Nobody asked me, but I'm betting - and hoping - that 85-year-old Roscoe Bartlett, Buckeystown's most durable Republican, will seek re-election in the reconfigured 6th Congressional District. There's been a lot of buzz about this lately, with political gossips saying Mr. Bartlett is doomed, and with numerous Republicans and Democrats lining up to run in the 2012 primaries. A political blogger reported that Mr. Bartlett's chief of staff, Bud Otis, has been exploring a run. Mr. Bartlett apparently hasn't been raising much money for a re-election bid, either.
ENTERTAINMENT
By Sam Sessa, The Baltimore Sun | July 22, 2010
This weekend, Whartscape hits two milestones. The annual celebration of underground arts and culture marks its fifth year — and it won't be back for a sixth. After half a decade of sweaty lo-fi spaces and experimental bands, videos and art, this will be the last Whartscape, according to co-organizer Dan Deacon. "We've taken the idea of we want to do with Whartscape and brought it to a pretty good place," Deacon said. "We do it for the love of arranging the festival, and I still love doing it, but I don't want to repeat it. I don't want it to become an institution — something that just happens.
NEWS
By Lorraine Mirabella and Lorraine Mirabella , lorraine.mirabella@baltsun.com | December 13, 2009
At its last gathering, the ready-to-disband Mount Royal Democratic Club drew one of its biggest crowds in recent years to mark the end of an era Saturday evening at the club's annual holiday bash. Organizers said it was the final hurrah for a club that no longer has a place in an age of community association activism, the Internet and too many other demands on members' time. Several hundred formally dressed people, including current and former members and invited guests, mingled with top elected Democrats over cocktails and pate while a brass quartet entertained in the marble lobby of the MICA building in the 1300 block of Mount Royal Ave. Gov. Martin O'Malley joked that the club's president, former state Sen. Julian L. Lapides, had come up with a great marketing gimmick, advertising the bash each year as the final one, likening it to "the Cher farewell tour.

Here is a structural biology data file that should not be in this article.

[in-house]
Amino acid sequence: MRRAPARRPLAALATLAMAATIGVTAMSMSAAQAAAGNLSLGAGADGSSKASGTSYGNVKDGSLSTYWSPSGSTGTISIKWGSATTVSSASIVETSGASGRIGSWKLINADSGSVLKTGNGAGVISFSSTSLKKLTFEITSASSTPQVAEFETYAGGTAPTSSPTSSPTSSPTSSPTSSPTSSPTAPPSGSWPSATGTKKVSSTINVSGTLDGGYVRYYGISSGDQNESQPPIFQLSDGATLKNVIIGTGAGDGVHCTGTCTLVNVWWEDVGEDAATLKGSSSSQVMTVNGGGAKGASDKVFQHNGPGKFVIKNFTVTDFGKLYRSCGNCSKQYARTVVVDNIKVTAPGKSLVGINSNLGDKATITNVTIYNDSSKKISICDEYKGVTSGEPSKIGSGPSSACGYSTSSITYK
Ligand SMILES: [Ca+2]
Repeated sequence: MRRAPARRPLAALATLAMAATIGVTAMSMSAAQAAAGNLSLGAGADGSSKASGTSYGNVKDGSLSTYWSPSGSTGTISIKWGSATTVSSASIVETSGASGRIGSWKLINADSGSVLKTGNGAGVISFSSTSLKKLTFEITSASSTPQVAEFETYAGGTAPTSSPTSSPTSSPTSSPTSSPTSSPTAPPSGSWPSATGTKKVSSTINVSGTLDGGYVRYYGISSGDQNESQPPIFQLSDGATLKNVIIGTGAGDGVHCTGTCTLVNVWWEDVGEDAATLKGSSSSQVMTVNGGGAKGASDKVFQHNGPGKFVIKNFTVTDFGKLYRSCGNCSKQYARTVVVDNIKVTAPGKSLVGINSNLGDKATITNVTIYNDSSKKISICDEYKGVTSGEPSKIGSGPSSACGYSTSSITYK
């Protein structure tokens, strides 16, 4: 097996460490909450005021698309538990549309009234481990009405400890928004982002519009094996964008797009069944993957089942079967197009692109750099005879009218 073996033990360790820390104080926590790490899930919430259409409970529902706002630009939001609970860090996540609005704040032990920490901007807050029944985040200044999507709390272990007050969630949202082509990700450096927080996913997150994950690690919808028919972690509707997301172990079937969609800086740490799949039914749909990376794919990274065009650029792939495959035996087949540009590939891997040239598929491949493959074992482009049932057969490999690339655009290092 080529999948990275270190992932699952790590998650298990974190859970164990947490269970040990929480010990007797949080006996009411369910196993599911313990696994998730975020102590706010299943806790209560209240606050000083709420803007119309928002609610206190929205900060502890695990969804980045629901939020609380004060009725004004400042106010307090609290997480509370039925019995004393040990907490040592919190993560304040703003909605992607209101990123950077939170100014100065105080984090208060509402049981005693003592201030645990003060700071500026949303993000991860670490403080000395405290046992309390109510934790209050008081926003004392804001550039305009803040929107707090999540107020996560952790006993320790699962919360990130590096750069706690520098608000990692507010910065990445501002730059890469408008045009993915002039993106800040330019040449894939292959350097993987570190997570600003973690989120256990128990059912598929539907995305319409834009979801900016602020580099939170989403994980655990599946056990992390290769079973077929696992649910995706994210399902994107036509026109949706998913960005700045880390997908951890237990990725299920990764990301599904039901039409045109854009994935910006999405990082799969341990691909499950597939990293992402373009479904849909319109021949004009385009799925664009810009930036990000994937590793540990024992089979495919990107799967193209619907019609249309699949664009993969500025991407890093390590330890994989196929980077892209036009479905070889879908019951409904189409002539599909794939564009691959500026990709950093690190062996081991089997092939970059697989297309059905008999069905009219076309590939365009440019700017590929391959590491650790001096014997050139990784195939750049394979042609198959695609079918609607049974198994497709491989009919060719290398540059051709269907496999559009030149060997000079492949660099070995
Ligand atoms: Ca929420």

FEATURES
By Donna Peremes and Donna Peremes,Edited by Catherine Cook | March 21, 1991
When Johnny comes marching home again, hurrah, hurrah! That's the chorus being sung at Frederick's of Hollywood corporate headquarters.It seems that the private, oh-so-personal celebrations being planned for returning troops have fortified the already-healthy lingerie business in very big ways. The largest increases have been at locations situated near military bases, like the one in Clarksville, Tenn., near Fort Campbell, which reported a 300 percent increase in sales over a comparable period last year, though many stores are feeling the warm afterglow of war's end.Business is bursting at the seams here in the Baltimore area too. Sales have doubled over previous rates last year at certain Virginia locations, according to Frederick's, and the Glen Burnie store is doing better than all of them.
NEWS
By Beatrice Masini | November 29, 2000
Editor's note: Extra-large amounts of courage can sometimes be found in extra-small packages. Once upon a time there lived a princess who was very beautiful, but also very small. And some nasty people said that she was too small to be a real princess, because real princesses were tall and elegant. They said it quietly so that no one could hear them. But they were not quiet enough. The princess heard what they said, and it made her sad. One day, Little Princess Leonora -- for that was her name -- went to find the Queen Mother, who was not only her grandmother but also her best friend.